Editor’s note: Operators-the people who run the accelerators-work in three shifts throughout the day. There’s morning, evening and owl. Here’s a snapshot of a recent owl shift.
All was calm. The alarms were quiet, while the “All-Okay” alert sounded consistently.
The evening crew chief, Darren Crawford, and the owl crew chief, Dave Ifversen, chatted while passing the baton of monitoring the accelerators.
“No more double-dog dares,” Crawford said.
He recounted a previous shift where it seemed everything had gone wrong. When Ifversen took over the next shift, Crawford dared him that the owl shift would be nothing compared to what they had gone through that day. That night, a lightning strike knocked out the power.
“We can get a little superstitious,” Ifversen said. “No one is allowed to say it’ll be a calm or quiet shift.”
At the start of the shift, the crew worked in stretches of contented quiet, focused on their individual console monitors. The silence was punctuated by friendly quips.
It was 1 a.m., and a blip appeared on the screen of a console in the Main Control Room. Somewhere at Fermilab, something wasn’t working properly.
Cindy Joe and Dennis Barak, two of the operators on duty, hopped in a cherry red truck and drove into the darkness to investigate.
Outside of building AP10, where the blip indicated a problem, the two operators speed walked through the rain to the front door. After they ducked inside, they spoke about what they might find.
“It could be anything,” Joe said. “You never know what to expect.”
The air filled with the smell of burnt plastic.
“Sometimes we even walk into a room full of smoke,” Barak said. He opened a set of double doors, intensifying the stench, but the room is clear. “Or sometimes it’s just a weird smell.”
Joe and Barak identified that the blip was caused by a problem with the Antiproton Source’s kicker, but they couldn’t fix it. They called Dave Peterson, the Engineering Group leader in AD for the Antiproton Source. Peterson arrived with a bag of tools, and darted around with the energy not typically found in someone who was called in from bed at 2 a.m.
An awful buzzer sound erupted, the result of Peterson pushing a button. He attempted to yell over it. Joe shrugged her shoulders at him. He lifted his finger. The buzzing stopped.
“It makes a noise!” Peterson declared. “It shouldn’t make that noise.”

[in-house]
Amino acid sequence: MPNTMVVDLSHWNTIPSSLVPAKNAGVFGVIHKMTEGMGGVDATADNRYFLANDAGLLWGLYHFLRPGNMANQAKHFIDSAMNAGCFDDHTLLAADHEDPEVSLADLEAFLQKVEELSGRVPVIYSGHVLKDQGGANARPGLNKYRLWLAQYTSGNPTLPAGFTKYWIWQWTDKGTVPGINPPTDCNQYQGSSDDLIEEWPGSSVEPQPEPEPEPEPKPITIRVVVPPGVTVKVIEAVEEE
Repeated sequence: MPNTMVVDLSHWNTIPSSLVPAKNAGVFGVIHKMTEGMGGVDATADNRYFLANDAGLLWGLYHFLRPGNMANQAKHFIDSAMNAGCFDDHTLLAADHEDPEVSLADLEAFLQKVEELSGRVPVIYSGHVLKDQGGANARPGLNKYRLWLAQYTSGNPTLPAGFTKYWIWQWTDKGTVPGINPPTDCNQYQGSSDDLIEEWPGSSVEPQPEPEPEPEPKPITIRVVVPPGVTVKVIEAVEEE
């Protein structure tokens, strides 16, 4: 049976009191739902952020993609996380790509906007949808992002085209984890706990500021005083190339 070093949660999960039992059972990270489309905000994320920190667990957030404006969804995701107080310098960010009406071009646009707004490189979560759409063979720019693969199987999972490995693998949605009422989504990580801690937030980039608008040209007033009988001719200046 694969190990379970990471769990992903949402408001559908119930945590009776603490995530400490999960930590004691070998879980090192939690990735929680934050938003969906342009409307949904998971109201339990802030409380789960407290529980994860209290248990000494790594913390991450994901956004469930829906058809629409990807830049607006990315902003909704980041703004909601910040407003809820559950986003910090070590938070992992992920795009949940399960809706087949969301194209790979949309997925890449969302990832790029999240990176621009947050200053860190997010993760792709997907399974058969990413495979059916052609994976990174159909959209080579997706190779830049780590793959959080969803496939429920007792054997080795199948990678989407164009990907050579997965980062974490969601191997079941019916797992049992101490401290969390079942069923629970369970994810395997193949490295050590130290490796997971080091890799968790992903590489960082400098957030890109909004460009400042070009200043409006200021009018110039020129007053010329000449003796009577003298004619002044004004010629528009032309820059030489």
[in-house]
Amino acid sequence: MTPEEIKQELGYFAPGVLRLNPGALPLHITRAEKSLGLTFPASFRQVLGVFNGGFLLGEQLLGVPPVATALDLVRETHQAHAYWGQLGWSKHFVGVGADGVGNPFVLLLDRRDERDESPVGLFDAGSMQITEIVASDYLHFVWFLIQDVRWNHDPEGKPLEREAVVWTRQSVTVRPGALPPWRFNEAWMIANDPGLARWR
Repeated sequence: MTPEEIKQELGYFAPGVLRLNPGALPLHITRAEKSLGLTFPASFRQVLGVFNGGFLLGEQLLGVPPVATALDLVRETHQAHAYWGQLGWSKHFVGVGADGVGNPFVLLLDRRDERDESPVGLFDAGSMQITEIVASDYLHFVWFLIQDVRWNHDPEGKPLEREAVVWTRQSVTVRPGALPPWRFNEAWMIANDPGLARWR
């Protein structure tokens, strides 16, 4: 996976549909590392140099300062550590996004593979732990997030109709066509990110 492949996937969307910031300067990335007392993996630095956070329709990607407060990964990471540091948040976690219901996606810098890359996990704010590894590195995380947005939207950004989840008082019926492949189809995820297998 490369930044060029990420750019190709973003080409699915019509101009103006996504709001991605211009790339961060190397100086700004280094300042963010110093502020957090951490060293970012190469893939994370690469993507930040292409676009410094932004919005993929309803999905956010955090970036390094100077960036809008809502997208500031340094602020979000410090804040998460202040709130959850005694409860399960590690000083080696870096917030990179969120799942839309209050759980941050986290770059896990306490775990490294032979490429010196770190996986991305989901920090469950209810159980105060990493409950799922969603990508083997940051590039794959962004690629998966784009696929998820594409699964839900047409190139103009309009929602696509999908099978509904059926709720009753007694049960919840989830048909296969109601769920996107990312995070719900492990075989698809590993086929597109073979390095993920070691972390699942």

Peterson and Joe took turns pushing the button and looking for the source of the racket. Eventually, Peterson spotted something unusual.
“It’s arching!” Peterson exclaimed. Several silver tanks, filled with oil, line the wall behind thick spools of cables suspended from the ceiling. On top of each tank, sit two silver plates with four black cables plugged into each one. One of the cables lit up like a Christmas tree when the button was pushed.
Peterson powered the cables down and cut open the insulation to investigate. An out of place metal hose clamp caused a spark, which resulted in a burn through the rubber, through the copper braiding and through several layers of aluminum foil. Peterson peeled away the burnt pieces. By the time he was done, there was a clean divot in the cable.
Joe snapped photos of the ruined part for the operations log book. The more detailed the notes, the better the operators can understand the particular problems faced by their counterparts that day.
Peterson finished fixing the destroyed cable around four a.m. He brought the pieces into the Main Control Room for everyone to see. Joe took more photos, now that the damage was laid bare.
It was about this time that Richard Jones, one of the operators on shift, disappeared from the Main Control Room. Fifteen minutes later, he walked in with a platter of stir-fried vegetables for the crew.
“They’re great with olive oil and some spices,” Jones said.
Barak took a forkful, and nodded approvingly behind him.
The crew gathered to share the snack, while keeping a watchful eye on the monitors. They chatted and discussed the events of the day, as the rest of the laboratory was just beginning to rise.